Truebit Introduces Verified Computing Platform for Web3 Enterprise Applications
Truebit Co. has unveiled a groundbreaking verified computing platform that extends the capabilities of Web3 enterprise applications beyond traditional blockchains. The technology behind Truebit empowers smart contracts to execute intricate computations securely, contributing to enhanced security and transparency in decentralized Web3 ecosystems.
Web3 technology, often referred to as the decentralized web, facilitates peer-to-peer transactions using blockchain technology, eliminating the need for centralized servers. This technology enables self-executing code, known as smart contracts, to operate on blockchain infrastructure. Web3 harnesses consensus, verification, and transparency to ensure security, reliability, risk mitigation, portability, interoperability, and cost control. A recent estimate by International Data Corp. indicates that approximately 80% of enterprises are expected to engage in ecosystems reliant on decentralized Web3 code within the next five years.
Blockchain enhancement technology enhances security and transparency in decentralized Web3 ecosystems
Truebit’s focus lies in addressing the 99% of application logic that executes outside the blockchain. For example, a smart contract may trigger a process that carries out a financial transaction on a platform external to the blockchain, creating a vulnerability that fraudsters could exploit.
Blane Sims, Head of Product at Truebit, posed the question, “How do you fundamentally make computing transparent and secure?” In the context of a financial transaction, Truebit introduces a certified transcript of identity validation services provided by a third party. The transcript undergoes verification via machine learning algorithms designed to identify suspicious activities. Furthermore, Truebit independently certifies the accuracy of intended trades and the data reported to investors and regulators.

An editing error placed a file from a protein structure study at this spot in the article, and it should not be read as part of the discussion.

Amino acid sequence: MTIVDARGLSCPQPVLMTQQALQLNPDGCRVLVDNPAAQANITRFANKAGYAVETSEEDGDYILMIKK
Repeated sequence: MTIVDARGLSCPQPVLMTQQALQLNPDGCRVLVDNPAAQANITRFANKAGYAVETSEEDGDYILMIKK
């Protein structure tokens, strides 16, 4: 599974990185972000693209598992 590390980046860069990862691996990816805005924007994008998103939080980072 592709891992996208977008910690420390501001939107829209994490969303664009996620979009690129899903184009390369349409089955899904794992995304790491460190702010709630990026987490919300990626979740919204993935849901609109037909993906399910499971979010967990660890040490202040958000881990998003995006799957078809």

Sims emphasized that while the blockchain is an excellent foundation for ledger writing, transparency, and security in decentralized transactions, it falls short in providing the necessary architectural stack for typical applications. He explained, “[Application program interfaces] are not natively Web3 constructs. They’re part of the Web2 mainstream. Making an API call in a transparent way that shows proof of how the call was made, the interactions with the service, and proof of the data the service provided is where Truebit comes in.”
Truebit’s serverless Verify integration framework offers developers the flexibility to read and write code to any API, facilitating iterative application deployment and workflow optimization. The platform’s strengths include improved security, data integrity, and process transparency. Applications can interact with multiple data sources and execute complex code with verifiable results.
The architecture of Truebit’s product features a fully isolated sandbox for secure execution of off-ledger tasks. Code is disseminated across all Truebit Nodes, automatically verifying each task’s execution for consistency with the written code.
The software runs on multiple decentralized nodes, which repeatedly execute the same functional call to ensure consistent results. In cases of discrepancies, a “verification game” is initiated, wherein the system delves into the machine code level in Web Assembly to identify the misbehaving node. Sims explained, “It may be trying to alter the result of the function or perhaps has simply been misconfigured. In either case, that node’s results are thrown out.”
The architecture of Truebit’s product continues to provide a fully isolated sandbox for secure off-ledger task execution, with code verification across all Truebit Nodes. Tasks are capable of reading and writing data from public and private APIs, ensuring verified operations for data transformations and calculations.
Sims likened the platform to a message broker that processes requests for function calls, gathers results, verifies them, and generates a transcript.
Truebit, a 20-person company, was founded by Jason Teutsch, the original designer of the Truebit verification protocol, which he detailed in a 2017 research paper. The project is currently in beta testing and is slated for a full launch by the end of the year.